Don’t Bogart that parking space. Mayor de la Rosa has promised to instruct government officials to park their vehicles along Centenario Avenue behind San Jose, in order to allow visitors to park in front of the downtown businesses. Right now the city workers snap up all the parking spaces when they arrived downtown at 8 in the morning, preventing shoppers from parking when they arrive a couple hours later.

Cabo boardwalk expanding. Fonatur, the federal agency that developed the San Jose hotel zone and the Cabo San Lucas marina, has announced with great fanfare the expansion of the malecon, or concrete boardwalk, that goes around the marina. The expansion is on the East side, extending 400 more yards. The new malecon will run from the Marina Cabo Plaza condos towards the beach in front of the Hacienda resort on Medano beach.

How are our cops doing? Well, not so good. They do seem to be trying harder, extorting less, but of all our cops in Southern Baja, only 35% passed their exams last year. That plunged us to the top of the bottom pile. Our state, Baja Sur, flunked more policemen and police chicks than the entire rest of the country. 

According to the National system of public safety, 45,516 Mexican cops failed the tests. Although that is only 13.49% of the total, it is worrisome in our state.

This year, Mexico changes from city cops to “mando unico,” which means that all cops in the state will be under the leadership and supervision of the state’s attorney general. Oh lordy, those guys are known as the crookedist agency in Mexico. Sigh. Many municipalities are still fighting this, as cities lose their sovereignty that the constitution establishes for each, and they fear that governors will become more corrupt.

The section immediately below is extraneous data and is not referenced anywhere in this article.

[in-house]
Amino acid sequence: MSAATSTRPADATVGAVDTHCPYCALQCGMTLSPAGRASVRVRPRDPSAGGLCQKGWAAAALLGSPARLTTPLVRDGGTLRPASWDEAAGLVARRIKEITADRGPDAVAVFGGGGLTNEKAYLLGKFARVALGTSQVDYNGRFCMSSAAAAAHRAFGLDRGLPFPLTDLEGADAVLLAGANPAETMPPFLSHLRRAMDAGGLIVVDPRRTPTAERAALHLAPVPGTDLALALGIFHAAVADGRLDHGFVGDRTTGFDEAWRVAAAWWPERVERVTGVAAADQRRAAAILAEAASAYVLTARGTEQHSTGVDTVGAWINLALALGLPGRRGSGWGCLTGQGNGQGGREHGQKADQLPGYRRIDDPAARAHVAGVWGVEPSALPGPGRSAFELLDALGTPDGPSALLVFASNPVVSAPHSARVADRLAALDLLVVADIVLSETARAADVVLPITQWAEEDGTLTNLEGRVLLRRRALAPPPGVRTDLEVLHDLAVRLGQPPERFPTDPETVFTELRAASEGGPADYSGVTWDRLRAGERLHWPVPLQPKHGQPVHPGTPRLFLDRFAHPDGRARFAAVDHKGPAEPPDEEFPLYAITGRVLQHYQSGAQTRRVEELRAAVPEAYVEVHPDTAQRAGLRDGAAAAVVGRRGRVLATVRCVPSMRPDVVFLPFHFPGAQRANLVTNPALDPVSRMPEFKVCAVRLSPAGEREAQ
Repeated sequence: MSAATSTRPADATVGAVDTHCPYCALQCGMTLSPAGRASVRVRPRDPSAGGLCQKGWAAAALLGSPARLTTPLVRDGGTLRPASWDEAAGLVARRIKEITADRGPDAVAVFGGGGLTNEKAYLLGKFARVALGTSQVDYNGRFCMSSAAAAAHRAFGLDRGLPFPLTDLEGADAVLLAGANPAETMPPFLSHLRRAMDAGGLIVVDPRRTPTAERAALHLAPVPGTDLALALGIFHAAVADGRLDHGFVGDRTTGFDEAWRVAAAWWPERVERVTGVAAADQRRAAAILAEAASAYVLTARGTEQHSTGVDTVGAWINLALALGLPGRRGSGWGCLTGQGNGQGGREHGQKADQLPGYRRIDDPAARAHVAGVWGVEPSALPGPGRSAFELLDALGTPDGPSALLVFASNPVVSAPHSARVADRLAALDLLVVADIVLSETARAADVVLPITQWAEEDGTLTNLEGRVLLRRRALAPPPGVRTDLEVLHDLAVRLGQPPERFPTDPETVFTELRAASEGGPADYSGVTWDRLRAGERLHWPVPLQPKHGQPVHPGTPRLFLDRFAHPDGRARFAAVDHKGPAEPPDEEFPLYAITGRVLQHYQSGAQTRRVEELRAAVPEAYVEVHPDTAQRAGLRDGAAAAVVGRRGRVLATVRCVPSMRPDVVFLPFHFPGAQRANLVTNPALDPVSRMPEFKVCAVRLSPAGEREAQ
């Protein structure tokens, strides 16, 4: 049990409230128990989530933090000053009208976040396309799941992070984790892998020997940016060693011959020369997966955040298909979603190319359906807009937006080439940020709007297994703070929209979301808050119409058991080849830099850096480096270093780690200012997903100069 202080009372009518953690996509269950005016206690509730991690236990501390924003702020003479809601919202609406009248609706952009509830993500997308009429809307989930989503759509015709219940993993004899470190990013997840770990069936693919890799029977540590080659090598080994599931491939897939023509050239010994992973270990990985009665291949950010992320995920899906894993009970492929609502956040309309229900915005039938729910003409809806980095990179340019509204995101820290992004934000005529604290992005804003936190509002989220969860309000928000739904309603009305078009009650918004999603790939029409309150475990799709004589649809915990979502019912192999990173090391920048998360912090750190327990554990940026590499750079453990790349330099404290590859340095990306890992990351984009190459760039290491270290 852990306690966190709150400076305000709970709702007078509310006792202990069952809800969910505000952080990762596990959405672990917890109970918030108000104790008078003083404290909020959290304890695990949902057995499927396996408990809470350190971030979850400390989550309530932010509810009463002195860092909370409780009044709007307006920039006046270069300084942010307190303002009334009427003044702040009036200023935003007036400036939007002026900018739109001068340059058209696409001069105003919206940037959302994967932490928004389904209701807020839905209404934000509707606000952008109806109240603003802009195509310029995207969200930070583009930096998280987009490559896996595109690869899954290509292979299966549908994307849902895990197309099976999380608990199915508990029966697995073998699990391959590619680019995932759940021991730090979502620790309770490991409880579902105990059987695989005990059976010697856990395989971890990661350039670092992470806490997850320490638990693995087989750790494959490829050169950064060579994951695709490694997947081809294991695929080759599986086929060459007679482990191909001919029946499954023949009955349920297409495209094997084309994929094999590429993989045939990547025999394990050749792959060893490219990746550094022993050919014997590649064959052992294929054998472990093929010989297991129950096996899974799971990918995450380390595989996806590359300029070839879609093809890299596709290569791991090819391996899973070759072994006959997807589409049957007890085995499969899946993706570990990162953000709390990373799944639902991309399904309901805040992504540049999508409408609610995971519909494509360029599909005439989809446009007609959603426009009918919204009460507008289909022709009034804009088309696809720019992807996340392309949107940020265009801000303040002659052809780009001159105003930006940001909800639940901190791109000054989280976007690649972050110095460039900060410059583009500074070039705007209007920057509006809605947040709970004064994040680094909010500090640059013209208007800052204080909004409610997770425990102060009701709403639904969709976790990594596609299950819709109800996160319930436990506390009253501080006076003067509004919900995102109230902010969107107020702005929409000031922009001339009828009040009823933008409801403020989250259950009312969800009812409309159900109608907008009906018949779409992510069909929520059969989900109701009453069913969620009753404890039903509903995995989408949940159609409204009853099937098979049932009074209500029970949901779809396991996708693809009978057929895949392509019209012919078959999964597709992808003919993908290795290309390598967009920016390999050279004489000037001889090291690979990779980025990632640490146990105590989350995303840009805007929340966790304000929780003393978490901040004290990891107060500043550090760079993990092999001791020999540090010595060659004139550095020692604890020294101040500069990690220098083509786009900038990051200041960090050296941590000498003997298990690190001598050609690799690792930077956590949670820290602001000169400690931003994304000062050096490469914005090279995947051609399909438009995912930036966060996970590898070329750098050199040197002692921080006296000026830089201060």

Los Cabos has 586 cops with 54 operating vehicles. Most of the police cars and trucks were received in terrible condition at the change of the city administration last September, but have been repaired now and are running.

No olvidar! That’s Mex speak for don’t forget! Two major events coming up: This January 13 – 17 the Lord of The Wind KA North American Kitefoil Championship will take place in Los Barriles, on the East Cape, about an hour north of San Jose. There’s $22,000 in prize money, a tamale cook-off and reggae concert on the beach.  It’s fun to watch from shore. For more information look up: lordofthewindbaja.com.

Then this January 21, 22, 26, 27, 28 at 7 pm Love, Loss And What I Wore, a NY play, will be presented by The Pelican Theatre as part of La Paz’ third season. The play celebrates as well as redefines the expression, “wardrobe malfunction.” Tickets 150 Pesos; wine served. Get your red hot tickets at Allende Books in La Paz and Tecolote Bookstore in Todos Santos.

 We’re a young state. As in, the average age of residents of Southern Baja is 28 years. That means 47% of our population depends on their parents and there’s a lot of children running amuck in our streets, while the  parents are making more babies! At least we’re pretty equal when it comes to gender, as 49.6% of the population are chicks, while 50.4% are dudes. That’s like 100 women for each 101 men, not that bad for a stud like me who’s not afraid of a little competition. The data comes from the INEGI, Mexico’s statistics and geography institute, who are perceived as pretty accurate in their job. Another interesting fact is there are 9.6 residents for each square kilometer (0.386 sq. miles.) Sparse.

And, if you didn’t know or haven’t noticed, 14.47% of the population considers itself indigenous, although only 1.53% speak an indigenous dialect, and 0.44% speaks no Spanish at all. And no, that doesn’t include you, Gringos. We’re talking people who are born in Mexico who can’t speak the language. How are we going to educate these people? Sigh. No wonder the indigenous states like Oxaca are so poor.

Cruise ship dock. The old dock at Puerto San Carlos, north of La Paz on the Pacific side, is under expansion to allow cruise ships to, well, dock there. The new facility is expected to bring at least 70,000 cruise ship passengers to the small Puerto San Carlos town, a favored site for whale watching during the winter.

The dock will be finished in early 2017, at a cost of $1.2 million, said API, the agency that manages Mexico’s small craft marinas. Well, those bandits can afford this project.